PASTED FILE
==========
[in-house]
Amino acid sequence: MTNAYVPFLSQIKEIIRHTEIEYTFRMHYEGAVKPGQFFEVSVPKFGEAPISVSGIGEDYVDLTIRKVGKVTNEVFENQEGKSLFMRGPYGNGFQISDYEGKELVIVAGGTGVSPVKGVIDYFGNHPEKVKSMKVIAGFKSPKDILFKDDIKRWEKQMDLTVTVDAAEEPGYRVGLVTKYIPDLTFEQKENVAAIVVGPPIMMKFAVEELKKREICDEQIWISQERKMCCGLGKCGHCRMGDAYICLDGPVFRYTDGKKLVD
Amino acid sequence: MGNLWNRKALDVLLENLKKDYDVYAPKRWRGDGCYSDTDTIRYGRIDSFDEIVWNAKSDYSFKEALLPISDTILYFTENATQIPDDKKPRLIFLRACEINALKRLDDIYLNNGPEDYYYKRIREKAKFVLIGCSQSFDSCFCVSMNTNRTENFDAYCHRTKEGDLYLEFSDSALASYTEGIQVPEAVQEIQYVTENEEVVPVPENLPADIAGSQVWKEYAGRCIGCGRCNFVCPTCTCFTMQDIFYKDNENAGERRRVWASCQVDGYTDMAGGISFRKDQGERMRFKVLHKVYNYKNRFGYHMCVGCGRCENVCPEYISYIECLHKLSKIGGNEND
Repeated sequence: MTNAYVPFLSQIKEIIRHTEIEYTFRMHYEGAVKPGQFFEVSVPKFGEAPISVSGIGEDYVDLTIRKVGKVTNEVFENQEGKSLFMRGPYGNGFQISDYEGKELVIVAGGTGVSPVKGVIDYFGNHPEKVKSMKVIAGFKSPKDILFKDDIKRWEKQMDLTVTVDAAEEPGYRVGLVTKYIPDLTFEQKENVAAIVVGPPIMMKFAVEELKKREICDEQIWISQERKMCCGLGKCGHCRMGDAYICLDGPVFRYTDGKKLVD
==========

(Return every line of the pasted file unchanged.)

[in-house]
Amino acid sequence: MTNAYVPFLSQIKEIIRHTEIEYTFRMHYEGAVKPGQFFEVSVPKFGEAPISVSGIGEDYVDLTIRKVGKVTNEVFENQEGKSLFMRGPYGNGFQISDYEGKELVIVAGGTGVSPVKGVIDYFGNHPEKVKSMKVIAGFKSPKDILFKDDIKRWEKQMDLTVTVDAAEEPGYRVGLVTKYIPDLTFEQKENVAAIVVGPPIMMKFAVEELKKREICDEQIWISQERKMCCGLGKCGHCRMGDAYICLDGPVFRYTDGKKLVD
Amino acid sequence: MGNLWNRKALDVLLENLKKDYDVYAPKRWRGDGCYSDTDTIRYGRIDSFDEIVWNAKSDYSFKEALLPISDTILYFTENATQIPDDKKPRLIFLRACEINALKRLDDIYLNNGPEDYYYKRIREKAKFVLIGCSQSFDSCFCVSMNTNRTENFDAYCHRTKEGDLYLEFSDSALASYTEGIQVPEAVQEIQYVTENEEVVPVPENLPADIAGSQVWKEYAGRCIGCGRCNFVCPTCTCFTMQDIFYKDNENAGERRRVWASCQVDGYTDMAGGISFRKDQGERMRFKVLHKVYNYKNRFGYHMCVGCGRCENVCPEYISYIECLHKLSKIGGNEND
Repeated sequence: MTNAYVPFLSQIKEIIRHTEIEYTFRMHYEGAVKPGQFFEVSVPKFGEAPISVSGIGEDYVDLTIRKVGKVTNEVFENQEGKSLFMRGPYGNGFQISDYEGKELVIVAGGTGVSPVKGVIDYFGNHPEKVKSMKVIAGFKSPKDILFKDDIKRWEKQMDLTVTVDAAEEPGYRVGLVTKYIPDLTFEQKENVAAIVVGPPIMMKFAVEELKKREICDEQIWISQERKMCCGLGKCGHCRMGDAYICLDGPVFRYTDGKKLVD